Monday, November 1, 2010

Who's Got P.P.D.? (Guess what? Not me!!)

Waiting to see the shrink with mommy.

I've never been shy about the fact that I suffered from postpartum depression after Benjamin was born. In fact, I remember my openness about what I was going through scared some people off. Here's what a typical exchange between another new mom and myself sounded like:
Other New Mom: Hi! How old's your baby?
Me: Six weeks old.
O.N.M.: Awwww, mine's also about six weeks old.
Me: So it's pretty tough, huh?
O.N.M.: What do you mean?
Me: The whole new motherhood thing. I mean, doesn't it suck right now?
O.N.M.: Uh... No. I mean the lack of sleep is tough, but I'm really enjoying it! I just love being a mom, and I adore my baby. Isn't it just great?
Me: Not really. I'm having a hard time. I mean, my baby's ok. But several times a day, I feel gripped with the near-uncontrollable urge to put him in an oven and then cut my wrists under warm running water. Unless I'm not at home. Then I feel the urge to throw him off my balcony and then swallow the vicodin left over from my c-section. Unless I'm not in a tall building, in which I case I feel the urge to drive us off the freeway overpass. Yeah, I'm not sure I'm cut out for this whole motherhood thing. I mean, I've like totally trapped myself for the next 18 years, ya know? And I'm kinda panicking about it. But I'm glad you stopped to talk to me, because I was just contemplating whether or not to bolt into oncoming traffic-- Wait, where did you go?
Ok, so maybe I wouldn't say that last bit out loud, but it would be what was going through my head. In those first months, I hated being a mother, and I thought I'd made a mistake. It wasn't that I didn't love Benjamin. I was just torn apart by the incredible, intense, and violent sadness that was postpartum depression. At first I thought I was just going through the same baby blues that every new mom goes through, but after having to repeatedly call friends or my husband to rush home so that I wouldn't be left alone to do something horrible to myself or to Benjamin, I realized that I needed help. And help I got! Meds and a good shrink went a long way towards straightening things out. For the most part. I mean, I'm still crazy, but in that goofy, lovable (I think) kind of way and not in that scary, someone-distract-her-while-I-get-her-children-to-safety kind of way.
When I found out I was pregnant for the second time, I was terrified that PPD would strike again. More than varicose veins, morning sickness, or recovering from another c-section, the spectre of being depressed like I was the first time filled me with dread. Well, I am thrilled to say that it's been eight months since Calliope was born, and so far, so good! I can say with complete sincerity that I have really enjoyed these last eight months. Sure, being a mom of two is exhausting and has its trying moments, but for the most part, I am loving it. I love watching Calliope grow each day. I love watching Benjamin grow into his role as an older brother. I sometimes feel guilty that I wasn't the same contented, cheerful mom for Benjamin that I have been for Calliope. But then I see what a happy and vibrant little boy he's turned out to be, and I wonder if it really mattered that much.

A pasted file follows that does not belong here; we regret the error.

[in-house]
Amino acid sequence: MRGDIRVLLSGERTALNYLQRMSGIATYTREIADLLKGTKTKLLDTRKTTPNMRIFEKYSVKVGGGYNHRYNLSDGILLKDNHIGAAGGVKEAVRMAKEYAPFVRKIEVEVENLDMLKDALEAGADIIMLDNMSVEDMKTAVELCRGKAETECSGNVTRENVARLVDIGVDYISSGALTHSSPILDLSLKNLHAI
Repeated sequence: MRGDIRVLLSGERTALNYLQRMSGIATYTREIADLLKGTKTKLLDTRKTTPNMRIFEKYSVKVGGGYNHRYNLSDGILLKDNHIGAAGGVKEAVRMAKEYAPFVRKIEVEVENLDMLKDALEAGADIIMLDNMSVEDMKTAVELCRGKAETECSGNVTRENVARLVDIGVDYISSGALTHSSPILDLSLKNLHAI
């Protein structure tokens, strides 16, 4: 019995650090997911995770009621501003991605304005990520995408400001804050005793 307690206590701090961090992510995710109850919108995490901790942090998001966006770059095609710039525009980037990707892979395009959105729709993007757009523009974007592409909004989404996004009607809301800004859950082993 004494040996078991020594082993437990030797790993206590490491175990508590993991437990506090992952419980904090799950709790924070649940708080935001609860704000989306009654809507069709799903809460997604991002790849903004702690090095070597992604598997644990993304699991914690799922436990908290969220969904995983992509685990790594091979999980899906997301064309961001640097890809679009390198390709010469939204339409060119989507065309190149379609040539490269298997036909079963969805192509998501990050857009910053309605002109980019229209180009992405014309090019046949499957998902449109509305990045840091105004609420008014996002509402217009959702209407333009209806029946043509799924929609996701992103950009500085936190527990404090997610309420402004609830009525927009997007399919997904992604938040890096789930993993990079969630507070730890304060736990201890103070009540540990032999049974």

I'm not sure exactly why I wasn't depressed this time. I think one reason why is because I already knew what to expect. Although having a second baby added more work to the load, it didn't completely throw me for a loop like it did the first time. Also, I was already in the care of an awesome shrink. For privacy reasons, I'll call her Dr. Shrink. And finally, I stayed on my meds throughout my pregnancy and delivery. Well, I did have to stop taking the meds my first trimester, and that went alright, except for the fact that I was a total bitch to my husband. Sorry about that, Vince.
Aw, crap, I'm venturing into the overly emotional, weepy blog territory I promised I'd never visit. It seems like this is what happens every time I talk about PPD. Time to lighten it up!
Can anyone tell me why it is that every shrink's office (and yes, I have been in quite a few) has the New Yorker in its waiting room? Every. Single. One. Isn't it enough that the patients in there are people who already have issues? Do we have to also feel stupid for not understanding those damn political cartoons?
I'd ask Dr. Shrink, but she'd probably say something shrink-y like, "Hmmm. Let's talk about how the New Yorker, when rolled up, reminds you of a cigar which is actually a penis, which is actually the root of all your fears." Just kidding! Shrink sessions are only like that in the movies. Our sessions are completely different, but I can't give you details. Patient-shrink confidentiality, you know. ;)


melis said...

wow thank you for sharing your ppd! it means a lot to me to read about someone else who went through the same dark place. said...

I'm glad to hear that what I wrote touched you. When I was in the thick of PPD, I felt like the lone crazy mama on the playground that no one could relate to. It was very, very isolating. I think the more we put it out there, the better chance there is that other women who are going through it will know they're not alone.